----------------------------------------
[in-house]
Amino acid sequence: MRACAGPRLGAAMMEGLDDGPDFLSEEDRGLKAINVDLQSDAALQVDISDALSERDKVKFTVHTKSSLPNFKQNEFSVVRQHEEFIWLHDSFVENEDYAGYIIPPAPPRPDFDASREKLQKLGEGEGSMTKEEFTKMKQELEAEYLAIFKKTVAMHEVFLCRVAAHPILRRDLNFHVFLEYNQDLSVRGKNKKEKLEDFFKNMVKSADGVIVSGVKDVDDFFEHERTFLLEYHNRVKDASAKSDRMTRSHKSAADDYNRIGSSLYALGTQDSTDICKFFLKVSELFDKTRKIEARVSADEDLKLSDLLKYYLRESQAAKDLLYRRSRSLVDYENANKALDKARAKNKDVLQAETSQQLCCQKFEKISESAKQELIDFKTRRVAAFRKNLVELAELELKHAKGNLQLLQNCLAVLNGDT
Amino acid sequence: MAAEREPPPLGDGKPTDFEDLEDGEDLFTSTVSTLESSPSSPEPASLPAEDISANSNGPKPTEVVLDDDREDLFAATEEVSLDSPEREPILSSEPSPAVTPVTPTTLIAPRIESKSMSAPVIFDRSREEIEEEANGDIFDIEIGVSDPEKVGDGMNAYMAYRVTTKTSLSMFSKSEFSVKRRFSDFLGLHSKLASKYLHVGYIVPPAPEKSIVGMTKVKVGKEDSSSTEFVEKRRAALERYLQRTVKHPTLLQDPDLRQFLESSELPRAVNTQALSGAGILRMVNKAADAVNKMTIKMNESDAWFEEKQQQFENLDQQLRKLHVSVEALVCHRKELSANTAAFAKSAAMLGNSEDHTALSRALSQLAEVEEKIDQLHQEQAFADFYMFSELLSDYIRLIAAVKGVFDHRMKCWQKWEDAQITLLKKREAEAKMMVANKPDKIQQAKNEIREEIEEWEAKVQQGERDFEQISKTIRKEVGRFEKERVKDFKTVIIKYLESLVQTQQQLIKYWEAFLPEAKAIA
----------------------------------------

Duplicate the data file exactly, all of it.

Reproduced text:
[in-house]
Amino acid sequence: MRACAGPRLGAAMMEGLDDGPDFLSEEDRGLKAINVDLQSDAALQVDISDALSERDKVKFTVHTKSSLPNFKQNEFSVVRQHEEFIWLHDSFVENEDYAGYIIPPAPPRPDFDASREKLQKLGEGEGSMTKEEFTKMKQELEAEYLAIFKKTVAMHEVFLCRVAAHPILRRDLNFHVFLEYNQDLSVRGKNKKEKLEDFFKNMVKSADGVIVSGVKDVDDFFEHERTFLLEYHNRVKDASAKSDRMTRSHKSAADDYNRIGSSLYALGTQDSTDICKFFLKVSELFDKTRKIEARVSADEDLKLSDLLKYYLRESQAAKDLLYRRSRSLVDYENANKALDKARAKNKDVLQAETSQQLCCQKFEKISESAKQELIDFKTRRVAAFRKNLVELAELELKHAKGNLQLLQNCLAVLNGDT
Amino acid sequence: MAAEREPPPLGDGKPTDFEDLEDGEDLFTSTVSTLESSPSSPEPASLPAEDISANSNGPKPTEVVLDDDREDLFAATEEVSLDSPEREPILSSEPSPAVTPVTPTTLIAPRIESKSMSAPVIFDRSREEIEEEANGDIFDIEIGVSDPEKVGDGMNAYMAYRVTTKTSLSMFSKSEFSVKRRFSDFLGLHSKLASKYLHVGYIVPPAPEKSIVGMTKVKVGKEDSSSTEFVEKRRAALERYLQRTVKHPTLLQDPDLRQFLESSELPRAVNTQALSGAGILRMVNKAADAVNKMTIKMNESDAWFEEKQQQFENLDQQLRKLHVSVEALVCHRKELSANTAAFAKSAAMLGNSEDHTALSRALSQLAEVEEKIDQLHQEQAFADFYMFSELLSDYIRLIAAVKGVFDHRMKCWQKWEDAQITLLKKREAEAKMMVANKPDKIQQAKNEIREEIEEWEAKVQQGERDFEQISKTIRKEVGRFEKERVKDFKTVIIKYLESLVQTQQQLIKYWEAFLPEAKAIA